BF Workplace’s team effort supports United Way
ENNIS Riley has dealt with the United Way in various parts of North America, including Toronto and California. But nowhere, he says, has he seen a United Way as wellsupported and run as effectively as in Winnipeg.
“The degree of generosity that Winnipeggers have is remarkable, far more than other United Ways I’ve seen in other parts of the world,” said Riley, president of BF Workplace.
“Other ones in other parts of the world have been patting themselves on the back for achieving X per cent or Y dollars per population, and Winnipeg does way better.”
United Way is well into its 2018 campaign, which runs from September to January. It raised $20 million last year, and its goal for 2018 is $21 million.
More than 600 workplaces in the city run internal fundraising drives, including BF Workplace, which is an office equipment company based in Winnipeg. It boasts 100 per cent staff participation and has “pacesetter” status, meaning it runs its United Way campaign during the summer months before the official campaign begins.
That gives the larger campaign momentum, with 30 per cent of the campaign already achieved by the September launch.
When Riley returned to Winnipeg in
1996 to helm BF Workplace, he became part of the “cabinet” of business leaders that urges other businesses to get on board with United Way fundraising.
“I got to know how good Winnipeg’s United Way is. It’s not just about raising money and giving it out. It helps nonprofit agencies run themselves better and gives them advice,” he said.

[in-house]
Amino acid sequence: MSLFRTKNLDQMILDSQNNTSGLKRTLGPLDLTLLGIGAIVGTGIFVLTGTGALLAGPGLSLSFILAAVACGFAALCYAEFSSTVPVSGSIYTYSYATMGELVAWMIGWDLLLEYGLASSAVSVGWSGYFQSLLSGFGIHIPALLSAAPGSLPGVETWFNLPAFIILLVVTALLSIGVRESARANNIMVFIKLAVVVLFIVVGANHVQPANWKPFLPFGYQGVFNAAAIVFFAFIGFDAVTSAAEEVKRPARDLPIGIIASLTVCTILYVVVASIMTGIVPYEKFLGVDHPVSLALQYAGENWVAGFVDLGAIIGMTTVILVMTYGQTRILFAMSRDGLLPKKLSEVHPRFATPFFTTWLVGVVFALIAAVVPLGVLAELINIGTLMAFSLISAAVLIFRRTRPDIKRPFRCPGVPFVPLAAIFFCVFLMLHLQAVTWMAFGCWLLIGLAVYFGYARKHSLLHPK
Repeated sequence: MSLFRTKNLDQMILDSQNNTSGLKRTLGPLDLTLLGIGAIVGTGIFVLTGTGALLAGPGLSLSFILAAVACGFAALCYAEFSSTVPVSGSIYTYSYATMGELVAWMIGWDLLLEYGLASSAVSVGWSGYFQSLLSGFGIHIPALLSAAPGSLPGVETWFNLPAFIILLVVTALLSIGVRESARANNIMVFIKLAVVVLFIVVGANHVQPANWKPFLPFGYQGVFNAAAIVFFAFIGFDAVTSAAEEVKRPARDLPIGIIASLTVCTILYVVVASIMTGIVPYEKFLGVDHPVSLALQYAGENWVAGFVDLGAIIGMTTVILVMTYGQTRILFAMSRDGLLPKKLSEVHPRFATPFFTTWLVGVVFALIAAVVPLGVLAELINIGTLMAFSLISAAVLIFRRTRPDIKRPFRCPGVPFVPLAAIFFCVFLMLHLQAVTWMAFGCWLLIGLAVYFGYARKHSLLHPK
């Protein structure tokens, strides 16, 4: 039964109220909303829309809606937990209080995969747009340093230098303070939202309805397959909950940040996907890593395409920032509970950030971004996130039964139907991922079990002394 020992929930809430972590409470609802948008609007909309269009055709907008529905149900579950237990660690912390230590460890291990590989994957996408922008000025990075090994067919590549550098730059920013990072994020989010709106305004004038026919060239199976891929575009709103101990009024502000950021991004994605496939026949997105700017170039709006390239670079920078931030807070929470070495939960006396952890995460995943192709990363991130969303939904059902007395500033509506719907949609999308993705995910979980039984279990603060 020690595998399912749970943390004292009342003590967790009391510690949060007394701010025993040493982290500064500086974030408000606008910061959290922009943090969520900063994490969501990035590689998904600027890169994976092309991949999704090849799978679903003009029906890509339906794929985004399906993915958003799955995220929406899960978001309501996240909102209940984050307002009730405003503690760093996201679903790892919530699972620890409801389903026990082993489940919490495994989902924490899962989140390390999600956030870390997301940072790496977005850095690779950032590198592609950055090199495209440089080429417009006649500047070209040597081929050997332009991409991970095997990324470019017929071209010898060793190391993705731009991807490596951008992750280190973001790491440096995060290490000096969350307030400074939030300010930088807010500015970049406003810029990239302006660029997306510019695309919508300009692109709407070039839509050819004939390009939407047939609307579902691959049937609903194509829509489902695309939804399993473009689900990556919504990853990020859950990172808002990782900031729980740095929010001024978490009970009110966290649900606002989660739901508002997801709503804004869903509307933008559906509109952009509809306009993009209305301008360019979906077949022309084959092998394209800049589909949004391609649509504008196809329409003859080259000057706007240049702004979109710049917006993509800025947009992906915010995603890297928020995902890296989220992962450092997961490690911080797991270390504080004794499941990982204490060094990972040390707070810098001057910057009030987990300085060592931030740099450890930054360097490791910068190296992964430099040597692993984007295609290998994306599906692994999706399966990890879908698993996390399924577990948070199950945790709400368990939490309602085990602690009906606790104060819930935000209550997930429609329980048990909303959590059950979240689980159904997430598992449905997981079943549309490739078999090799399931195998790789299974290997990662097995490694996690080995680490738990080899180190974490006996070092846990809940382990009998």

“If a non-profit agency isn’t running itself properly, it won’t get the money. But the United Way helps them to pull their socks up.”
For youth alone, United Way supports
33 agencies, 11 counselling and crisisintervention programs, 39 out-of-school and summer programs and 23 leadership and mentoring programs. It affects an estimated 83,000 Winnipeg youth.
Another unique feature of the local United Way is that the province and various agencies pay 100 per cent of its fundraising and administrative costs.
“So when Winnipeggers give their money to United Way, they know 100 per cent goes directly to the good works of people like at Rossbrook House, or the Elizabeth Fry Society, or the (Canadian Institute for the Blind),” Riley said.
He has a connection to the CNIB, because his late mother used its services when she developed macular degeneration and lost her sight. “The CNIB wouldn’t exist without the United Way,” he said.
BF Workplace runs a variety of events during its fundraising week, including a 50-50 draw and pizza lunch fundraiser.
One of its events is racing remote cars on tracks set up around the office. Each participant contributes two or three dollars and workers race each other. Prizes are given for the best times.
There is also a draw for everyone who donates to the United Way: the winner gets a day off with pay.
Sheri Pallen, the BF project manager who has run the United Way campaign drive at the company for almost two decades, won this year’s draw. It wasn’t fixed, she said jokingly. “I didn’t draw the number.”
The events are about raising money, “but also getting to know each other and having fun together,” Riley said.
BF has been in business for 57 years, selling numerous lines of office furniture. Volunteer campaign chairwoman Barb Gamey, the CEO of Payworks, said companies such as BF “show that even small workplaces can run strong campaigns and have successful results. You don’t need to be a huge corporation with tonnes of staff.”
BF Workplace project co-ordinator Sheri Pallen (from left), CEO Dennis Riley and president Jeanette Hiebert. The company is a big booster of the United Way.